Members of the Oklahoma House of Representatives voted today to use future “spillover” funds to shore up the state’s pension systems.
When revenue collections exceed projections, the Oklahoma Constitution provides for the extra cash to go into the state’s “Rainy Day” fund. Once Rainy Day fund deposits equal 15 percent of the certified amount, deposits exceeding that total are considered “spillover” that can be and have historically been appropriated for a wide range of uses.
Senate Bill 1264, by state Sen. Dan Newberry and state Rep.
Randy McDaniel, creates the Oklahoma Debt Reduction Fund and would require that a significant portion of spillover funds be automatically directed to the reduction of pension liability debt. Once all pensions systems are funded at 80 percent or more, the same share of spillover funding would then be dedicated to reducing the state’s other indebtedness.
“Reducing our pension liability debt is critical to ensure the long-term sustainability and strength of the state,” said McDaniel,
. “This legislation ensures that we take care of our past obligations before new spending proposals are considered.” R-Oklahoma City
“We must reduce our debt to assure our state’s long-term economic health,” said Newberry, R-Tulsa. “When debt grows, it creates pressure to increase taxes. I would prefer that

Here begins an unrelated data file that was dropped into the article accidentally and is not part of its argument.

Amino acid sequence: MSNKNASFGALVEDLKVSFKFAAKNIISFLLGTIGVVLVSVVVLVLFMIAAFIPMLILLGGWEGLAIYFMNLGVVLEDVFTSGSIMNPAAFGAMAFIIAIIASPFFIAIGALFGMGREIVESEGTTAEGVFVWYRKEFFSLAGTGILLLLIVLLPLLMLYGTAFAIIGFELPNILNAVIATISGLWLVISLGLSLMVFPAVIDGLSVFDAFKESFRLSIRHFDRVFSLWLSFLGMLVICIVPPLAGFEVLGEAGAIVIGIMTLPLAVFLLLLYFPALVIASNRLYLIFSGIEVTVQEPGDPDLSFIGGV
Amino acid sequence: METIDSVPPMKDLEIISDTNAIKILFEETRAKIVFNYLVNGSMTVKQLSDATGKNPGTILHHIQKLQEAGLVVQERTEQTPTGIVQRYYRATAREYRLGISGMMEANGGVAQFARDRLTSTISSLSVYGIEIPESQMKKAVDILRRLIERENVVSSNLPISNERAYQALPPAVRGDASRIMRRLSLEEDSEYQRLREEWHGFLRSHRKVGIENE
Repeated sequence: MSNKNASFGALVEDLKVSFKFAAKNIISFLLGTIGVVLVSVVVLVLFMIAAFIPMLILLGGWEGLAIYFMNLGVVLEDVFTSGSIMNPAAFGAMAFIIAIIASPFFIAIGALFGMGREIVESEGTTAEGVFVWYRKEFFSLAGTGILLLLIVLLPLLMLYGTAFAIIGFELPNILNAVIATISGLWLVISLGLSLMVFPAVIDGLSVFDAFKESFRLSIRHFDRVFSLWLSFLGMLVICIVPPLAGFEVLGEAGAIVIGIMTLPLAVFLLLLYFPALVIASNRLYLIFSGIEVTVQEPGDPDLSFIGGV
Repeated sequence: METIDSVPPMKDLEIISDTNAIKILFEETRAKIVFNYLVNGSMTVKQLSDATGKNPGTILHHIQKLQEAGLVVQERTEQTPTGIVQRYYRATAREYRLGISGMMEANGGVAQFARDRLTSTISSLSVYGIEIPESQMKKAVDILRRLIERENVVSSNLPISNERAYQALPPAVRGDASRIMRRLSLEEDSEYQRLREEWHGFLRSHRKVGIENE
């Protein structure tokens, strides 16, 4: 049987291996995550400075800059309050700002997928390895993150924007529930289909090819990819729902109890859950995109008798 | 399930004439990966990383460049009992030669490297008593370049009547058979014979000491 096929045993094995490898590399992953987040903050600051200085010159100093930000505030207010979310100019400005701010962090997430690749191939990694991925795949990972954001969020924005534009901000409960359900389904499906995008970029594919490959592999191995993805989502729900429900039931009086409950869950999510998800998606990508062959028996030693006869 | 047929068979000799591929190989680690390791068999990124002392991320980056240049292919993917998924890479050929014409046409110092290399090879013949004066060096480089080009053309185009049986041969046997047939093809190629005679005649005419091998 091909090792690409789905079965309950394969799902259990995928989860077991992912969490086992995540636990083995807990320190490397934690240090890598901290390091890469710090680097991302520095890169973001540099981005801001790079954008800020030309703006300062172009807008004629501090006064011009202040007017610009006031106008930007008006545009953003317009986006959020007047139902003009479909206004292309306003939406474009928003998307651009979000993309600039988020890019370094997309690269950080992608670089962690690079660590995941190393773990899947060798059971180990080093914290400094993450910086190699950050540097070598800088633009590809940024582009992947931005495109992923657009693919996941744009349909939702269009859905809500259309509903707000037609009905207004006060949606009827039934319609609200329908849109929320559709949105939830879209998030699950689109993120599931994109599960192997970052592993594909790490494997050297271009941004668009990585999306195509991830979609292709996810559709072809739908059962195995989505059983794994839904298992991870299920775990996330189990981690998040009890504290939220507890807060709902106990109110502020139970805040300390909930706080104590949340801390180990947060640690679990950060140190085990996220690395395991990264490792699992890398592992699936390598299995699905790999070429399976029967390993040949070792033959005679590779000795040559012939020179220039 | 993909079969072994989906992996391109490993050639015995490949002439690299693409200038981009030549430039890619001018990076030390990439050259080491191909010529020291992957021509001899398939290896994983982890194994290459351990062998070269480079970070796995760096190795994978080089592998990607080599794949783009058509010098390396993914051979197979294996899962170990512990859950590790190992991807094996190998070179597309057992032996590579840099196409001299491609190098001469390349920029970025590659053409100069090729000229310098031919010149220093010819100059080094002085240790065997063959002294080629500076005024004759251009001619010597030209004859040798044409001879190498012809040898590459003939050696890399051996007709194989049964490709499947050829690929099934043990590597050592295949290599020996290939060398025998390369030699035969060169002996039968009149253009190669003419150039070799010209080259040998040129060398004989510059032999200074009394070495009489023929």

grow jobs. This legislation is an important part of that effort.” Oklahoma
Senate Bill 1264 would ensure that 30 percent of any spillover funding is applied toward the reduction of pension liability debt. Once a system’s pension liability is funded at 80 percent or more, the same percentage of spillover funding would be dedicated to reducing the state’s bonded indebtedness.
Although Rainy Day Fund spillover is not a routine occurrence, it has happened in recent years, including in Fiscal Year 2008 when lawmakers had roughly $150 million in spillover funding.
House passage of Senate Bill 1264 occurred the same week it was reported that the Medicare and Social Security trust funds will be exhausted by 2024 and 2033.
McDaniel said pension reform will protect
from the financial problems many other states and the federal government now face. Oklahoma
“This legislation will make debt reduction a higher priority. It requires us to first pay current obligations before committing to new spending programs,” McDaniel said. “By retiring debt more quickly and limiting the growth of government, we can ensure greater stability for
in the future.” Oklahoma
Senate Bill 1264 passed the Oklahoma House of Representatives on a 76-12 vote.